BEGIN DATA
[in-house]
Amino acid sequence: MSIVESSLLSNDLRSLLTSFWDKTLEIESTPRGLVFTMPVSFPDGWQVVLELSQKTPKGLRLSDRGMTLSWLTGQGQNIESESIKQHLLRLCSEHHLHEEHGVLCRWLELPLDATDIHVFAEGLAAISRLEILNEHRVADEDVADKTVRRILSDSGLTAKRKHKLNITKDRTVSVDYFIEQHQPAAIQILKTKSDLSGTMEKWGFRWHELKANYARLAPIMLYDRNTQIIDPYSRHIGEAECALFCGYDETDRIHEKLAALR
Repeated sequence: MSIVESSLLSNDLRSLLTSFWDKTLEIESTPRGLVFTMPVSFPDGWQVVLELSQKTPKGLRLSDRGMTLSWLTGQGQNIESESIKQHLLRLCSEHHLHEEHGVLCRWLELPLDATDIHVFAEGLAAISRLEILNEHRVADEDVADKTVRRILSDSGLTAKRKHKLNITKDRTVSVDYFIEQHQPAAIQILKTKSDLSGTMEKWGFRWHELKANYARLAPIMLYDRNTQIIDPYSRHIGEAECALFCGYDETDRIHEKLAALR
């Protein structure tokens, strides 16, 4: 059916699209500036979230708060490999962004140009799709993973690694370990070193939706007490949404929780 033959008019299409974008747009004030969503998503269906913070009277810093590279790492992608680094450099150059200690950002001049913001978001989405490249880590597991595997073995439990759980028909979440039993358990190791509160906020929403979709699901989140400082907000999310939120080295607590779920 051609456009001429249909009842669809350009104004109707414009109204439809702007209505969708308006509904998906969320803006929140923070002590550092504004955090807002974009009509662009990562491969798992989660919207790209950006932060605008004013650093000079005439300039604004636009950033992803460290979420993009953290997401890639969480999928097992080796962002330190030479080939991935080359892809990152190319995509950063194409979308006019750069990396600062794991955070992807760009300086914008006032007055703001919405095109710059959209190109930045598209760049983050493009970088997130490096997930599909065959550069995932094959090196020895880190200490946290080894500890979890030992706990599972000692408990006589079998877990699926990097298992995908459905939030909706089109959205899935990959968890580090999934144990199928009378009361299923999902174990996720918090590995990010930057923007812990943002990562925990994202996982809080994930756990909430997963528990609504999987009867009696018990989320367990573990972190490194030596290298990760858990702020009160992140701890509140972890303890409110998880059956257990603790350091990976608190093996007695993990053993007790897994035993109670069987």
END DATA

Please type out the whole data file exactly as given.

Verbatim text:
[in-house]
Amino acid sequence: MSIVESSLLSNDLRSLLTSFWDKTLEIESTPRGLVFTMPVSFPDGWQVVLELSQKTPKGLRLSDRGMTLSWLTGQGQNIESESIKQHLLRLCSEHHLHEEHGVLCRWLELPLDATDIHVFAEGLAAISRLEILNEHRVADEDVADKTVRRILSDSGLTAKRKHKLNITKDRTVSVDYFIEQHQPAAIQILKTKSDLSGTMEKWGFRWHELKANYARLAPIMLYDRNTQIIDPYSRHIGEAECALFCGYDETDRIHEKLAALR
Repeated sequence: MSIVESSLLSNDLRSLLTSFWDKTLEIESTPRGLVFTMPVSFPDGWQVVLELSQKTPKGLRLSDRGMTLSWLTGQGQNIESESIKQHLLRLCSEHHLHEEHGVLCRWLELPLDATDIHVFAEGLAAISRLEILNEHRVADEDVADKTVRRILSDSGLTAKRKHKLNITKDRTVSVDYFIEQHQPAAIQILKTKSDLSGTMEKWGFRWHELKANYARLAPIMLYDRNTQIIDPYSRHIGEAECALFCGYDETDRIHEKLAALR
């Protein structure tokens, strides 16, 4: 059916699209500036979230708060490999962004140009799709993973690694370990070193939706007490949404929780 033959008019299409974008747009004030969503998503269906913070009277810093590279790492992608680094450099150059200690950002001049913001978001989405490249880590597991595997073995439990759980028909979440039993358990190791509160906020929403979709699901989140400082907000999310939120080295607590779920 051609456009001429249909009842669809350009104004109707414009109204439809702007209505969708308006509904998906969320803006929140923070002590550092504004955090807002974009009509662009990562491969798992989660919207790209950006932060605008004013650093000079005439300039604004636009950033992803460290979420993009953290997401890639969480999928097992080796962002330190030479080939991935080359892809990152190319995509950063194409979308006019750069990396600062794991955070992807760009300086914008006032007055703001919405095109710059959209190109930045598209760049983050493009970088997130490096997930599909065959550069995932094959090196020895880190200490946290080894500890979890030992706990599972000692408990006589079998877990699926990097298992995908459905939030909706089109959205899935990959968890580090999934144990199928009378009361299923999902174990996720918090590995990010930057923007812990943002990562925990994202996982809080994930756990909430997963528990609504999987009867009696018990989320367990573990972190490194030596290298990760858990702020009160992140701890509140972890303890409110998880059956257990603790350091990976608190093996007695993990053993007790897994035993109670069987």